Arnie Alpert is a retired activist, organizer, and community educator long involved in movements for social and economic justice. Arnie writes an occasional column Active with the Activists for InDepthNH.org.
Active with the Activists
By Arnie Alpert for InDepthNH.org
CONCORD – Anguish, anger, frustration, defiance and determination were in the air outside the New Hampshire Supreme Court Friday when more than 200 people, organized by the state’s Black Lives Matter groups, rallied in solidarity with Breonna Taylor and her family and called for New Hampshire residents to address issues close to home.
The demonstration followed the decision of a Kentucky grand jury not to charge the police officers responsible for Taylor’s killing with murder. One officer was charged with wanton endangerment for shots fired through the wall of Taylor’s apartment.
“You have a woman who was murdered in her own home, and one person gets charged for the bullets that miss her,” said Julian Maduro, one of several speakers who addressed a rally outside the courthouse. “Now what does that say to every black woman in this country except that you don’t matter, except that a wall means more than your life?”
“Any system that is going to say that a wall matters more than a human being, it needs to fall apart. It needs to be taken down,” Maduro charged.
While most of the rally speakers confessed to being worn out, they showed plenty of energy in their denunciations of systemic racism, their calls for greater respect for Black women, and their urging for their supporters to use their votes to hold public officials accountable.
While the focus was on justice for Breonna Taylor, speakers repeatedly spoke about issues closer to home and organizers passed out black rubber wristbands saying, “NH IS NOT INNOCENT.”
New Hampshire could be “the next hashtag,” warned Ronelle Tshiela, a member of Black Lives Matter Manchester who served on Gov. Chris Sununu’s Commission on Law Enforcement Accountability, Community, and Transparency.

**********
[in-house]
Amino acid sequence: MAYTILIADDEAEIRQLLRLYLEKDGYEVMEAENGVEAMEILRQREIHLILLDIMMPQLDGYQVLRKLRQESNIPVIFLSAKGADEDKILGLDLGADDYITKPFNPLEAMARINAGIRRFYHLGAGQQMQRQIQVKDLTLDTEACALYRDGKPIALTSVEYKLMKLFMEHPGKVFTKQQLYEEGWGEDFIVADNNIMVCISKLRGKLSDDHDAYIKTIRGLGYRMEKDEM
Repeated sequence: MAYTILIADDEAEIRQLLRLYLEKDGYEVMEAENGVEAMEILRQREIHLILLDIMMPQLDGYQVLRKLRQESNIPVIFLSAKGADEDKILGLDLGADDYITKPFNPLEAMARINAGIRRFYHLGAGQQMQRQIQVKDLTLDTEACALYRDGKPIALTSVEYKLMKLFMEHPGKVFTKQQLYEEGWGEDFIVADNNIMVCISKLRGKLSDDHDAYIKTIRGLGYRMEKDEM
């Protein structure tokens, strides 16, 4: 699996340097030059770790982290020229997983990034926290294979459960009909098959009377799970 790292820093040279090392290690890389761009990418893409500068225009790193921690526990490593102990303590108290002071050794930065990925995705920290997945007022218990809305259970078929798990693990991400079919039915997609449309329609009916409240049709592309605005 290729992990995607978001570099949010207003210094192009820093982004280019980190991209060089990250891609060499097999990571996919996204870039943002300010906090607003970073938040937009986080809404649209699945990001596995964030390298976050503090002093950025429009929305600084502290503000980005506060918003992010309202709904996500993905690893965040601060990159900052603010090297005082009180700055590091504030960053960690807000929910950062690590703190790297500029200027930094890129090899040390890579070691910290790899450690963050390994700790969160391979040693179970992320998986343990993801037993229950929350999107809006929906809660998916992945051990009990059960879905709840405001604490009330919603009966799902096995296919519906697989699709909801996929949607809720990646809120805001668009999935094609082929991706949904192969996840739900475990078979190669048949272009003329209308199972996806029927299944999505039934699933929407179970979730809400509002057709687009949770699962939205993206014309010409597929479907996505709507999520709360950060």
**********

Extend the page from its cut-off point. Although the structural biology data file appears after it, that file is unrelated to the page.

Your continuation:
“Tell your neighbors, tell your friends, tell your family that New Hampshire is not innocent, and we need to continue to fight for our lives before somebody else has to do it for us,” Tshiela said.
Following the courthouse steps rally, the crowd followed a “Black Lives Matter” banner down the Supreme Court driveway to Hazen Drive and over to Loudon Road, one of Concord’s busiest commercial zones. Taking over the eastbound lane, with police cruisers’ lights flashing around them, the marchers chanted Breonna Taylor’s name and waved signs on their way to Keach Park, where they rallied again.
The Commission’s recommendations for data collection and investigation of police misconduct are steps in the right direction, she said, but faulted the group for failure to address qualified immunity for police officers and training in the use of “no knock” warrants like the one employed by the Louisville police who killed Taylor in her own apartment.
While we were marching in Concord, a Black friend driving home in another part of the state was stopped by a police officer on dubious grounds. He let her drive away, but followed her home, leaving her frightened and angry.
“Every Black woman here knows it could have just as easily been us. It’s terrifying,” Samantha Searles said on the steps of the Supreme Court.
“We talk about staying woke. A lot. But we really do mean it. Because of people like Breonna who don’t get the opportunity to wake up like we all did this morning. Think about that when you wake up tomorrow. It’s not just a hashtag. While you are awake you had better work, so we don’t have to do this again.”
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